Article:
A swap is another way to sell your birds. The disadvantage of this is that most everyone there has the same things you do so everyone wants to sell but few want to buy. However, this is an opportunity to show your good stock and consequently, your reputation as a breeder will increase as a result. My experience is that those who saw you and your good stock together will remember you in the future when they are looking for birds.

Express mail shipping of birds is another way to buy and sell. About all I will say about that is that to me, the shipping costs are prohibitive. I think I would do anything to find birds closer that I could pick up myself.

I have found that the best way to sell birds is right off the farm. Your ability to do this may depend on where you live and how much local demand is there, but you’ll never know until you try and you may be very surprised. You can generally advertise very economically in the local thrifty nickel type papers that are everywhere and also in most rural weekly newspapers.

Put up signs in the feed stores near you. Most poultry owners have thought about buying peafowl even if they’ve never had the opportunity to do so. Of course, you can also check with your local pet stores and even the free radio swap-shop programs featured by many local radio stations. Yes, people listen to these programs religiously every day.

You can generate a good bit of publicity for yourself by donating a pair of peafowl to a local park and getting you picture and a short article in the local paper. If the peafowl become popular, the park personnel will come back to you for more. This would also be generally educational to the public. Many local people here in Missouri consider peafowl to be some type of frail, tropical birds that must be kept in heated aviaries to survive. The reason I own peafowl today is because the park in the town I went to college in (Bolivar, Missouri) had a flock of peafowl there that I always enjoyed watching. I learned by observation that the birds could live here year-round, and I vowed to someday own some.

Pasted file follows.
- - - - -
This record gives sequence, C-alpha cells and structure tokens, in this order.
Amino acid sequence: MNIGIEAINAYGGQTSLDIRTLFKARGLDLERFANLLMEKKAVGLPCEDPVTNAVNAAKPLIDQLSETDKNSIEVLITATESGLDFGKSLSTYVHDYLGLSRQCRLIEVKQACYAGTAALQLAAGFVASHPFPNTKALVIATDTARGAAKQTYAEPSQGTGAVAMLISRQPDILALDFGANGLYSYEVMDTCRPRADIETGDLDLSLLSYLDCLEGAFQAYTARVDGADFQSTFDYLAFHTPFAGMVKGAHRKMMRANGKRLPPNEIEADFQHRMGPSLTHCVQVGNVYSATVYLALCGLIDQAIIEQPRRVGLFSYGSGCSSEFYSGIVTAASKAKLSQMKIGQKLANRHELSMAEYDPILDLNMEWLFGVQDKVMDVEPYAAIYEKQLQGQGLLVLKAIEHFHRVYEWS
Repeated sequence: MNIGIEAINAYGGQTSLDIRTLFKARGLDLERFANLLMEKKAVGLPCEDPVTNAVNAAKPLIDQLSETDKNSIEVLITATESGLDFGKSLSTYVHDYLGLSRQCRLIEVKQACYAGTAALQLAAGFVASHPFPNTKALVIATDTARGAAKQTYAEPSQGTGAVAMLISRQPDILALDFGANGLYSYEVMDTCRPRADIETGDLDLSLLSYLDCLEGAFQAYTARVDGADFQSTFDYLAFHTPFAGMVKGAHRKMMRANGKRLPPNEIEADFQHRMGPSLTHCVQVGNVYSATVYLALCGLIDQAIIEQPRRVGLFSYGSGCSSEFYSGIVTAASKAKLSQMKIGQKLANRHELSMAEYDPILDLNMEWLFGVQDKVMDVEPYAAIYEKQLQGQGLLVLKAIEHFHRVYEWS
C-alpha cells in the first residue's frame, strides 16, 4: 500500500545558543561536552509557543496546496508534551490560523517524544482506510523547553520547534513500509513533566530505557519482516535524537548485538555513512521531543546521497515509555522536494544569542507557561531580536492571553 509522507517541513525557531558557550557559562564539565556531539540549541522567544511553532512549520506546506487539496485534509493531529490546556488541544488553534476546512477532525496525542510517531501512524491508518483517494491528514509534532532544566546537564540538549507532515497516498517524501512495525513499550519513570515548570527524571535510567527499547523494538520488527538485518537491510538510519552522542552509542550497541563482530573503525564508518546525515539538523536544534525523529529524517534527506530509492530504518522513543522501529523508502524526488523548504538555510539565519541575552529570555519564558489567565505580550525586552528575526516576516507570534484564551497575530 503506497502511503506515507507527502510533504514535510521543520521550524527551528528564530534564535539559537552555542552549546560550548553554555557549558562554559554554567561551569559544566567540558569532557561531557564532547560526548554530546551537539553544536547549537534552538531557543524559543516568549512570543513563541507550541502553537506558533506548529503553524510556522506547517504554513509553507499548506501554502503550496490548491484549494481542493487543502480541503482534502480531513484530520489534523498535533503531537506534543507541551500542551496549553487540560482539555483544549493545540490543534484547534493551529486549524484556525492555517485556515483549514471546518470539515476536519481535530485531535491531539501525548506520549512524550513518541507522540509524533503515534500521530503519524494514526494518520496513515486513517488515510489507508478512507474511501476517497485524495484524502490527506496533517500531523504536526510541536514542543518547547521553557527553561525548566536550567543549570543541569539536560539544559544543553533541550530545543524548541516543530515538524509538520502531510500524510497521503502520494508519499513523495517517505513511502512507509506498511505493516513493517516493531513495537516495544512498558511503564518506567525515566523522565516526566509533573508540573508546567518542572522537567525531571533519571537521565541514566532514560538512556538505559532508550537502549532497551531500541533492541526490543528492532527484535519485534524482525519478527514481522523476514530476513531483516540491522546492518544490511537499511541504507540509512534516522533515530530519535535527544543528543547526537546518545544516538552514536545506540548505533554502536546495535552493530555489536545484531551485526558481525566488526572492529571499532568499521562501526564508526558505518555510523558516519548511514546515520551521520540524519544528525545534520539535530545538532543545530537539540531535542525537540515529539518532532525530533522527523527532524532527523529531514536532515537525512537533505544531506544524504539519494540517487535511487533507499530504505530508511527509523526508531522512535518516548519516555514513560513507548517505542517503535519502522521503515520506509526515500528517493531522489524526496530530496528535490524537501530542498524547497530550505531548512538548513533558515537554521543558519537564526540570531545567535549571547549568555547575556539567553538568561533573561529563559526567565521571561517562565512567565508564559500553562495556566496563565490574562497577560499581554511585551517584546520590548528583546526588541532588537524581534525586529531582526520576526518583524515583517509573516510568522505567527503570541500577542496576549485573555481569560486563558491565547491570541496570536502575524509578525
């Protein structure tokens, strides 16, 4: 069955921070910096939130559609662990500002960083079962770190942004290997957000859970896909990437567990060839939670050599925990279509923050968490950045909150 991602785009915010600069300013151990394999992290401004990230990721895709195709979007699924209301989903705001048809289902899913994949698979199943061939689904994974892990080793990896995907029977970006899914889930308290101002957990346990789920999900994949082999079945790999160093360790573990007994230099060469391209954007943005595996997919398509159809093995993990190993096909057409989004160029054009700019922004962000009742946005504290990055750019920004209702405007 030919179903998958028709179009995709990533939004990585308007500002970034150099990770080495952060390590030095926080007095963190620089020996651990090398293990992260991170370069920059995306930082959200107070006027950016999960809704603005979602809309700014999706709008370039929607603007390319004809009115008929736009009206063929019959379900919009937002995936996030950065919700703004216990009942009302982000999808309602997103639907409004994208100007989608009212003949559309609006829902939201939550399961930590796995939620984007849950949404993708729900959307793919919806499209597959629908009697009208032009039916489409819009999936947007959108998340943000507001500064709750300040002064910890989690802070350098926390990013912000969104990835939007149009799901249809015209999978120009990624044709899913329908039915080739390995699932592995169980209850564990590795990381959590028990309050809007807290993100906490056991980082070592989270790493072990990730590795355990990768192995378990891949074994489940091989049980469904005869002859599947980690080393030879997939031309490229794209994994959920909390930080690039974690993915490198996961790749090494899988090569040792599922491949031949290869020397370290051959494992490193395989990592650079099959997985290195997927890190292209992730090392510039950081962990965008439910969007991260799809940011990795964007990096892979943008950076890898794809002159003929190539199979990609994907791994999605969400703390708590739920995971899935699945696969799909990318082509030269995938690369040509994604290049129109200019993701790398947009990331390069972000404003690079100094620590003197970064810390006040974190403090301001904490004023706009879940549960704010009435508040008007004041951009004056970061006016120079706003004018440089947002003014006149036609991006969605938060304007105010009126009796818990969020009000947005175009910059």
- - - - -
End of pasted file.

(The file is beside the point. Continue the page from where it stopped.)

There are also, of course, the national publications you can advertise in to sell your birds, but you had better be prepared to ship the birds. You are here dealing with a national market, and people will pretty much expect you to ship. This is now real problem for many. An area I have not even begun to cover is the sale of peafowl products. You can find ways to market the feathers of your peafowl that will make breeder-age males profitable to keep even if you never sell he birds themselves.

Maybe your feed bill is getting as big as your car payment. However, I hope that some of these suggestions will make your peafowl self-supporting. They are, truly, some of the most beautiful pets in the world. When they can support themselves and the other animal on your farm, they become even more beautiful.

Reproduction of this article elsewhere in any form without prior consent from the UPA is strictly prohibited. © 1999 The United Peafowl Association. All rights reserved.